Nov 7, 2010

A Brief Note on 80s Metal

There are few things in this world more universally ridiculed (or ironically lionized) than 80s metal, most notably what we deem today as "hair metal."

I don't exactly know why that is for everyone, but I do know why it happens to be so for me. I'm currently reading Chuck Klosterman's wonderful Fargo Rock City, and while I agree with him on almost every one of his points, there is one thing he neglects to mention that can help to explain some of the disdain people had for 80s metal (it now seems as though 80s metal has been forgiven and let back into the house of commercial music).

Klosterman points to the idea that labels more or less ruined the legacy of 80s metal. He writes at one point, "Part of the reason '80s hard rock will never get respect - even kitschy respect - is because so many of the major players have retroactively tried to disassociate themselves from all of their peers. Disco didn't wrestle with this kind of shame" (29).

Now, on its face, the statement seems true enough. Hard rock bands have always been obsessed with their own images. Even Metallica, in not wearing make-up and teasing their hair out, was trying to mold the public's perception of what their music, and, as an extension, what they were all about.

Metal is kind of like a giant religion in that all of the competing subgenres are actively trying to excommunicate one another. There are moderate metalheads and moderate metal bands, but they are always under attack from more militant factions under the metal tent.

You can get a general sense of this idea by listening to Pantera's 1996 album, The Great Southern Trendkill. Philip Anselmo railed against "the trend" incessantly for the whole of that album (check out the opening track and "Sandblasted Skin, Pt. 1) without really quantifying what "the trend" was. One can assume that, given the climate of the music scene of the time, that it was grunge music (even though Kurt Cobain had died two years before and the grunge scene had more or less petered out), but no one can be for sure.

But I don't think that it's the constant self-labeling that corrupted the integrity of the 80s rock movement. I think the answer lies in the time period itself.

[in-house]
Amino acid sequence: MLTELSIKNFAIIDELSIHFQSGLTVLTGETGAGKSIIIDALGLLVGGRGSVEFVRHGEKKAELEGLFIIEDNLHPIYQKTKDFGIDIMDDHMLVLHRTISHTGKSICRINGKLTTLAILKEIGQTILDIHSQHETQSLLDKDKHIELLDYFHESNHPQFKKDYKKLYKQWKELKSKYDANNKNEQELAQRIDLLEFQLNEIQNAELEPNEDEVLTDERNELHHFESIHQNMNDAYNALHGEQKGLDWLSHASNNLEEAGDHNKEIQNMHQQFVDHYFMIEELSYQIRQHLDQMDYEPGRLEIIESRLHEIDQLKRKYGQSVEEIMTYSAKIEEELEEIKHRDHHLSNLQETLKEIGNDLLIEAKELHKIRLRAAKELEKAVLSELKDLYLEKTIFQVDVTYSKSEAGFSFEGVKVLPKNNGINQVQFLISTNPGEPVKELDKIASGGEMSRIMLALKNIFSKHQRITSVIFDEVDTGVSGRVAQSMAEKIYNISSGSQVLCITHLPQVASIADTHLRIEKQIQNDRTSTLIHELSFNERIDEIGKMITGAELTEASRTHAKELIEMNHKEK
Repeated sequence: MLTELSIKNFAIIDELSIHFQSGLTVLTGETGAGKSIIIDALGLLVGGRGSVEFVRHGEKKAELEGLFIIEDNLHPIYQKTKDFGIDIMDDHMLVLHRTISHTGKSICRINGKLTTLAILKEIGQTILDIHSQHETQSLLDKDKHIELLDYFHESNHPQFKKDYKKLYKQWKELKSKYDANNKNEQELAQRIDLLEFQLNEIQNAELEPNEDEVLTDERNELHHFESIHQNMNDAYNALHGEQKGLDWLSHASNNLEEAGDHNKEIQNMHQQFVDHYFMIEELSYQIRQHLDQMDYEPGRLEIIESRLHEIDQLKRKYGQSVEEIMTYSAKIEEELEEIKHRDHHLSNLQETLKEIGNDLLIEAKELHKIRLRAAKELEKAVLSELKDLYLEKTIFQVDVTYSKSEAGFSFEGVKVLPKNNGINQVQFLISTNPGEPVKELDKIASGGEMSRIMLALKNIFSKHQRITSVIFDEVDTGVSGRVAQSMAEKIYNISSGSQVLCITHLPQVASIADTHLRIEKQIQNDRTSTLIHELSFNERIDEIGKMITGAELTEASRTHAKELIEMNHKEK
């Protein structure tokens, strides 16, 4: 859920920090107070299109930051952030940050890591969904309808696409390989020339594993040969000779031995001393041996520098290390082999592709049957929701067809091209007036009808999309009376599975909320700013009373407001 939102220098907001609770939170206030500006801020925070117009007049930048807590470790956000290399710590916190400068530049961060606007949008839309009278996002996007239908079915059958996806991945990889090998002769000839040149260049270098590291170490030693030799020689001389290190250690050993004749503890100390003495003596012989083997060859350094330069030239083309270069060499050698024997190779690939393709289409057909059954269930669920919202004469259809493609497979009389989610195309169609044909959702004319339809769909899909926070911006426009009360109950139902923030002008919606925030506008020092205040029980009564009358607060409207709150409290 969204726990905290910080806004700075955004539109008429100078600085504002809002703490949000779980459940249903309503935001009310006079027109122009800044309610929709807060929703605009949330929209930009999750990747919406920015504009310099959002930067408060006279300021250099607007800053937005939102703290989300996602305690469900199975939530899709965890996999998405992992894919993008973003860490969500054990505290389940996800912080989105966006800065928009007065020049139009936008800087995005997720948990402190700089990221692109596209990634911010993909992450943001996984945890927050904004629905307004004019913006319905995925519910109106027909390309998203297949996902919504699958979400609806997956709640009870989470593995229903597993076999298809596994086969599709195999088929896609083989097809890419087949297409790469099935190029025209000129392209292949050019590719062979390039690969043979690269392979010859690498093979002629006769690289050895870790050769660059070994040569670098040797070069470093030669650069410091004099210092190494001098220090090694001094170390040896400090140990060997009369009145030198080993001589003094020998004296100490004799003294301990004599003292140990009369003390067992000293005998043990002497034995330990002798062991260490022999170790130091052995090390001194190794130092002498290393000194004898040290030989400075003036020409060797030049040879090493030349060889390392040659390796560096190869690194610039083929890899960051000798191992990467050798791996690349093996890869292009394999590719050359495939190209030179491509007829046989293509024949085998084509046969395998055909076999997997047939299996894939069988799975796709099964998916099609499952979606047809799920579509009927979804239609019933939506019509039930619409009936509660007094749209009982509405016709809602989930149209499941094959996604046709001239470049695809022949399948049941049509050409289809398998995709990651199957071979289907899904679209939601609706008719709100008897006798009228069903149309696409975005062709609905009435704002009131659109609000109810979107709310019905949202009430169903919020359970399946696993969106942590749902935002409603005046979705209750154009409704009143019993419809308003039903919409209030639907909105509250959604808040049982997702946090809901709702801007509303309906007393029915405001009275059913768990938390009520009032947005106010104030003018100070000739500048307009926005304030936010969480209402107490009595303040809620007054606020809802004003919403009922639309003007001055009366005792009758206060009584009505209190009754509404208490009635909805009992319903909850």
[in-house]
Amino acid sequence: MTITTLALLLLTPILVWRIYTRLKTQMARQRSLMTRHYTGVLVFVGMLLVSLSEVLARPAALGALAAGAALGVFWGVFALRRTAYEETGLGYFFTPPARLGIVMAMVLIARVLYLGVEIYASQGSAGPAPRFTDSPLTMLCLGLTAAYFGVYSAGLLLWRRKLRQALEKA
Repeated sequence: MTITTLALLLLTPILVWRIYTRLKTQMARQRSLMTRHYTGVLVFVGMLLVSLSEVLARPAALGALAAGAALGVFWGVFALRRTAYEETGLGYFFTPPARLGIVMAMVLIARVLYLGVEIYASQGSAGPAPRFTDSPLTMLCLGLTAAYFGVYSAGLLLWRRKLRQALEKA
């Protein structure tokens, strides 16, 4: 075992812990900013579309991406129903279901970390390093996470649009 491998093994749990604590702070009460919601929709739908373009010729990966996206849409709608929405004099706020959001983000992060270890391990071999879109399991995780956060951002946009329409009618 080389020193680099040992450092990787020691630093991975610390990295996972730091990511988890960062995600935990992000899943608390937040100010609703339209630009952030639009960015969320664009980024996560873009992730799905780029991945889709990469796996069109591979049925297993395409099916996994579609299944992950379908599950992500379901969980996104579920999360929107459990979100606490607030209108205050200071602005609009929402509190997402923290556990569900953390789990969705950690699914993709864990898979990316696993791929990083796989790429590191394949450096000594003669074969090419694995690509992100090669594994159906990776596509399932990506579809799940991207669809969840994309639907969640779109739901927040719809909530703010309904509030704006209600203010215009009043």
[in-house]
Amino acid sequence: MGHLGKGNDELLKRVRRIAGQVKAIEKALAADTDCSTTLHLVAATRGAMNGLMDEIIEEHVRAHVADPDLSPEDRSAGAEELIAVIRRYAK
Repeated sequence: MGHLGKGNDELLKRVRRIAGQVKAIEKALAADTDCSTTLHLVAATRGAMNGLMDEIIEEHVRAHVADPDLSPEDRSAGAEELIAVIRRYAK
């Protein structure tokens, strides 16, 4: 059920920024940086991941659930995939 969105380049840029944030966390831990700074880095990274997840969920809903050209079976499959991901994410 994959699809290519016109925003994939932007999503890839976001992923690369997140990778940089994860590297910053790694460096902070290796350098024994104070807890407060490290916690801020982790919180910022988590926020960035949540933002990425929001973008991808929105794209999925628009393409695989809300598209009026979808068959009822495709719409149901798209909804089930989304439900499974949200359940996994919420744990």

My first (and most damning) piece of evidence: Monster Ballads.

Now, I will reconcile my point with one of Klosterman's strongest. The culture of the 1980s had an indescribable impact on the way that metal bands sculpted their images. They were materialistic and opportunistic and plenty of those bands made gobs of money.

If you listen to Monster Ballads (or take even a cursory glance at the song list), you will notice that a great number of bands that do not generally fit together have tracks on that album, from The Scorpions to Damn Yankees.

Yet, given the fact that (most of) these groups released the bulk of their material in the 1980s is the key point here. It reflects the dominant philosophical ethos of the decade: that of greed.

I'm not necessarily saying that metal bands from the 80s are or were greedy, but I am saying that the problem wasn't that they were hesitant to label one another. It's the fact that they chose to cash in on the female demo swarming to rock music during the 80s, which isn't an out-and-out sexist comment, by releasing such overtly sensitive music. I refuse to accuse them of selling out (though this is probably a moot point), but the commercialization of rock music in the Reagan Era plays into the criticism.

Combine that with the fact that albums like Monster Ballads exist, and you have at least a partial answer to why these bands have a problem gaining any sort of respect, even the kind of ironic respect Klosterman mentions above.

Dozens of bands tried to emulate Led Zeppelin and Black Sabbath during the 70s, but what we often forget is that most of those bands have completely disappeared into obscurity. Led Zep and Sabbath persist for a reason, and the other bands gave up on their dreams and went to work at normal jobs because the viability of their music had all but dried up.

Bands like Poison and Ratt and Quiet Riot benefited from and were cursed by the music milk machine of the 1980s and 1990s, which sold immediate nostalgia to the masses without any sense of shame. The bands, critics, and the fans got caught up in a nostalgia loop from which they could not immediately recover.

Normally, there is a cool-down period between the death of a certain genre of music and the nostalgia that helps us forgive or endorse it. The bloated 70s rock of the aforementioned Zeppelin and Sabbath had a cooling off period, wherein people weren't necessarily spiteful of its existence but didn't necessarily care for it either, but the rock of the 1980s did not, and the bands suffered. Poison went directly from the bargain bin at Wal-Mart to the nostalgia circuit without much of a gap between the two periods.

All in all, Klosterman is dead-on, however, and I'm not entirely sure that the points I've made contradict his own, but I couldn't help myself. All right. Now I'm going to listen to a little-known ballad from Sabbath's fourth album.

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